With the end of the year approaching fast, it is time to take a look at some of the corrections the BBC has made over the past year – and some it has not.
On the BBC News website, corrections can be divided into those made clear to audiences in a footnote and those which are ‘stealth’ corrections with no public acknowledgement of changes made to reports.
In the former category we have this year seen the BBC correct a statement on Egypt’s closure of the Rafah border after a complaint from a member of the public, the recognition by the BBC of the fact that the ‘Mavi Marmara’ was not an “aid ship” and a partial correction of whitewashed remarks made by the Iranian president.
A reader also secured corrections to articles misrepresenting the size of the Jewish community in Iran and another member of the public had a complaint regarding the BBC’s portrayal of remarks made by David Ward MP upheld. An additional complaint made by a member of the public resulted in the amendment of inaccurate claims about the partial blockade on the Gaza Strip.
In the category of unacknowledged corrections we have seen a change to a photograph of Mount Bental wrongly captioned as an “army position”, although interestingly, the revised caption has since been altered yet again as can be seen below.
An inaccurate claim that Israel opposed the P5+1 talks with Iran was quietly removed from the BBC News website, as was a claim that Arab Jerusalemites are uniformly not Israeli citizens. Inaccurate portrayal of the crimes of Palestinian prisoners was corrected following a complaint by a member of the public, but no footnote to that effect was added to the article concerned.
As we have noted here on several previous occasions, there is a pressing need for a dedicated corrections page on the BBC News website to which readers can refer in order to keep up with changes made to articles they are unlikely to re-read and all corrections and amendments should be clearly marked.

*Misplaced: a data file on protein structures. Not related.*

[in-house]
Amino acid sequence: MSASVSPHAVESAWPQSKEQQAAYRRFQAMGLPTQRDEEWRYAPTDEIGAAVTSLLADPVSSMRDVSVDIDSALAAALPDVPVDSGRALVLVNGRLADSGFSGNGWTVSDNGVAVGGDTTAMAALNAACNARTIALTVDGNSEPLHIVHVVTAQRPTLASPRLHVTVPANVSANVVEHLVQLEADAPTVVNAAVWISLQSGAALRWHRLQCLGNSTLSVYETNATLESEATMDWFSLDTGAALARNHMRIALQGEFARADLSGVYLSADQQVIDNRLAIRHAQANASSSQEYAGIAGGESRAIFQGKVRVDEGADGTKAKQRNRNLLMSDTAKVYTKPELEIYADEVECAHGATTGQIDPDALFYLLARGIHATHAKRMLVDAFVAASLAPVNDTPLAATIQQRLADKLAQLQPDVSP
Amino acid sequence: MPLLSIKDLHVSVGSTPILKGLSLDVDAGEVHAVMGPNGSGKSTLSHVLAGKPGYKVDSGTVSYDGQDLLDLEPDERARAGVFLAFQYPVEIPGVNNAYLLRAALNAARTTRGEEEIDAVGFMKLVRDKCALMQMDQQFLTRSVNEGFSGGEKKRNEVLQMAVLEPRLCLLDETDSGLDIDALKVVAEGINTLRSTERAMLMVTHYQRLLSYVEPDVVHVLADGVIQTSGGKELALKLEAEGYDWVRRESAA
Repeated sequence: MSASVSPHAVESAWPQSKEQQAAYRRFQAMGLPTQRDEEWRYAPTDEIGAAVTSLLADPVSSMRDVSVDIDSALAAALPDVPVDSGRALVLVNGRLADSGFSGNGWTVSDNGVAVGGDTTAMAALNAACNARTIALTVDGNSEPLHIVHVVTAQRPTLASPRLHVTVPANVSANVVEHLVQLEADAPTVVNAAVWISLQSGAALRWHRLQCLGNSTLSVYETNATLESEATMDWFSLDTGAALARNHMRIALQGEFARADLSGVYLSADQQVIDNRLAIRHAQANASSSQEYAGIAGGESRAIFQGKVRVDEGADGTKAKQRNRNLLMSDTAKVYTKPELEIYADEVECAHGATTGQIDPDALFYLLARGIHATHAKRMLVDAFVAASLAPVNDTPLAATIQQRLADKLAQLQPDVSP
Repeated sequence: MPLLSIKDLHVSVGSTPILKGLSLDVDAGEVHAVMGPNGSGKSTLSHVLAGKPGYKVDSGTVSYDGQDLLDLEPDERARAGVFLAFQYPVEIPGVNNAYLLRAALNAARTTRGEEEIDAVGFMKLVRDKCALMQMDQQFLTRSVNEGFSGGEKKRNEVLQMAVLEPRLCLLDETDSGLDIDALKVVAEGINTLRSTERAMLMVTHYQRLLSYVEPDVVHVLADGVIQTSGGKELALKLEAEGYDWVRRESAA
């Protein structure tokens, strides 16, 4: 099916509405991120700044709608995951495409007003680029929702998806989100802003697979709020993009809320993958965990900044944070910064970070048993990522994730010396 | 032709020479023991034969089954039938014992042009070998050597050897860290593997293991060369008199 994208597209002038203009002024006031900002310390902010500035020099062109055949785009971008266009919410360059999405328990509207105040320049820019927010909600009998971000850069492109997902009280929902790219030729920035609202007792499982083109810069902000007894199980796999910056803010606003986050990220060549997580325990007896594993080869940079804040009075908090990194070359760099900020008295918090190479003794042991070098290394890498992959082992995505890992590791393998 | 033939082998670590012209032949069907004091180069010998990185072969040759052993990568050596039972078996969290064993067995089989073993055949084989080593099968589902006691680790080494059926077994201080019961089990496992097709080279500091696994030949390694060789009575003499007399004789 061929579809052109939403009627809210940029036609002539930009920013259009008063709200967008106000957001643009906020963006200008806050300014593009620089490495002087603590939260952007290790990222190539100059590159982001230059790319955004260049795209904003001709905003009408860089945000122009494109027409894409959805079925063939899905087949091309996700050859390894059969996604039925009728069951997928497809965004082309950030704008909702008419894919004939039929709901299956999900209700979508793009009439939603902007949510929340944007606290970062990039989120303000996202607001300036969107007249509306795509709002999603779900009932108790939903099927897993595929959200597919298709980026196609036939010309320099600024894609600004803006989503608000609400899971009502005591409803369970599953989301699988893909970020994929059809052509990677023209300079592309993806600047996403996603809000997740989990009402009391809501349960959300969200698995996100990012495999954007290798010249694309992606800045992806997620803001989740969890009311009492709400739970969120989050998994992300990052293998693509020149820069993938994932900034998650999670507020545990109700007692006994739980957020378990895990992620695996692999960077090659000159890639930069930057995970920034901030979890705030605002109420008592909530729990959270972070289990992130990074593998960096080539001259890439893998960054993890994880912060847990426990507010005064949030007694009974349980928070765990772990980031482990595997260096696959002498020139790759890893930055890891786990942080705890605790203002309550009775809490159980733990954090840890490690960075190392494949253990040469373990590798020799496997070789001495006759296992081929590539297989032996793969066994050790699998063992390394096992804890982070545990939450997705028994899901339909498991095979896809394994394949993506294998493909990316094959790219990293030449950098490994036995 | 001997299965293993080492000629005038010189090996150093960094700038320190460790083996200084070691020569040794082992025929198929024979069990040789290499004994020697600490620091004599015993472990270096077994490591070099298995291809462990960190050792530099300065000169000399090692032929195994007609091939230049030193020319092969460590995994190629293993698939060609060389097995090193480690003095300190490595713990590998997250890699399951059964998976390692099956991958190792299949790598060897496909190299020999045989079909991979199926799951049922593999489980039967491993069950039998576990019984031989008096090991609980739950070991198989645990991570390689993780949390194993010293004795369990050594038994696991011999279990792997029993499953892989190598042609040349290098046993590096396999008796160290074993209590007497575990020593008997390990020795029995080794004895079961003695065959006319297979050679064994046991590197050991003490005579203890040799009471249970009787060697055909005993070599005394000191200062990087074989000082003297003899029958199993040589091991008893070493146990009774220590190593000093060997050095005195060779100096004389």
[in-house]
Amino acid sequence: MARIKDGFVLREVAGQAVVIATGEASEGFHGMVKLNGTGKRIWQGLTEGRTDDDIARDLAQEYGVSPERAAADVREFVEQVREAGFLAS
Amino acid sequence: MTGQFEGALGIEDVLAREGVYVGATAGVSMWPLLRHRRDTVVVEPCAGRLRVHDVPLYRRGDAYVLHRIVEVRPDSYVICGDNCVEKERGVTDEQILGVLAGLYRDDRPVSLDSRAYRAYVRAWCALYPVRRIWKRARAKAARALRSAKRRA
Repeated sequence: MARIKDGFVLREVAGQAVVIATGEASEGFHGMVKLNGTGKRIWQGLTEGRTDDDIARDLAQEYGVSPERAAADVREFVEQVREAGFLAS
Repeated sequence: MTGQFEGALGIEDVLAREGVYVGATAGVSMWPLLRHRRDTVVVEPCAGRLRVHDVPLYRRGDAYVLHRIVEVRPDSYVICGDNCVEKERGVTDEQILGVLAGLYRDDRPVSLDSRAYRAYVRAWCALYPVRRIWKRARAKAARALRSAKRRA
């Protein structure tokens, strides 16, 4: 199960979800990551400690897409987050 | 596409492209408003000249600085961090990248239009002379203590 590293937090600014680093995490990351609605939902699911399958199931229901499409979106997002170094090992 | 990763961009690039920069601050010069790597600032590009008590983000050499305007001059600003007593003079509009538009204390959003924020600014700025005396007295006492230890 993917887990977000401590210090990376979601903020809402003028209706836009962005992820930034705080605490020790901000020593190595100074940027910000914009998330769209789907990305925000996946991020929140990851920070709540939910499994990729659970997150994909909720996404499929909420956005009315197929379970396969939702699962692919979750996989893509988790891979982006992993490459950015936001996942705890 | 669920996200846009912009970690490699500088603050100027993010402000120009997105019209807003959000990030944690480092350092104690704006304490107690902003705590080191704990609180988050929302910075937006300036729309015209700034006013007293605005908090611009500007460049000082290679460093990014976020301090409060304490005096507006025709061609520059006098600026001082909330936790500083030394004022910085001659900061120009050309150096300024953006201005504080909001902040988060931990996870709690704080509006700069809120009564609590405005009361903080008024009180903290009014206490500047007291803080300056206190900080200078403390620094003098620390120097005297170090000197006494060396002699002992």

Complaints made by members of the public also produced changes to a BBC World Service programme which mislead audiences on the subject of the health of Palestinians in Gaza, a clarification added to a World Service interview by Lyse Doucet with Shimon Peres and acknowledgement of an inaccurate portrayal of the beginning of the Six Day War in Dan Snow’s ‘A History of Syria’ documentary on BBC Two.
On the Twitter front, a complaint regarding the misrepresentation of Tel Aviv as Israel’s capital was upheld, as was another one regarding a Tweet sent by Wyre Davies during ‘Operation Pillar of Cloud’ which misrepresented casualty figures.
There were also less satisfactory outcomes, including a complaint concerning an edition of ‘From Our Own Correspondent’ which revealed a quiet make-over done on an inaccurate synopsis.
This year the BBC’s Editorial Standards Committee ruled that translations are not obliged to be accurate and the BBC Complaints department continued to tie itself in knots over the use of the word terror.
Some of the more ‘creative’ responses to complaints from members of the public have included claims of a “smaller operation at the weekend“, the classification of anti-Israel political slogans on clothing as “a form of expression“, the claim that the term settler “most accurately and completely describes” a murder victim and condescending reassurances that the BBC ‘judges’ a terror attack on a toddler as “serious important [sic]” even though it refrained from reporting on the subject.
Other complaints from audience members have resulted in the complete failure to address the substance of a complaint, the whitewashing of Islamist antisemitism in Tunisia and the bizarre excuse that the word antisemitism is too long to be included in a BBC headline.
Hopefully, the complicated, user-hostile, time-consuming, self-regulating BBC complaints system will be one of the subjects examined in the DCMS “fundamental examination of the future of the BBC” due to take place next month.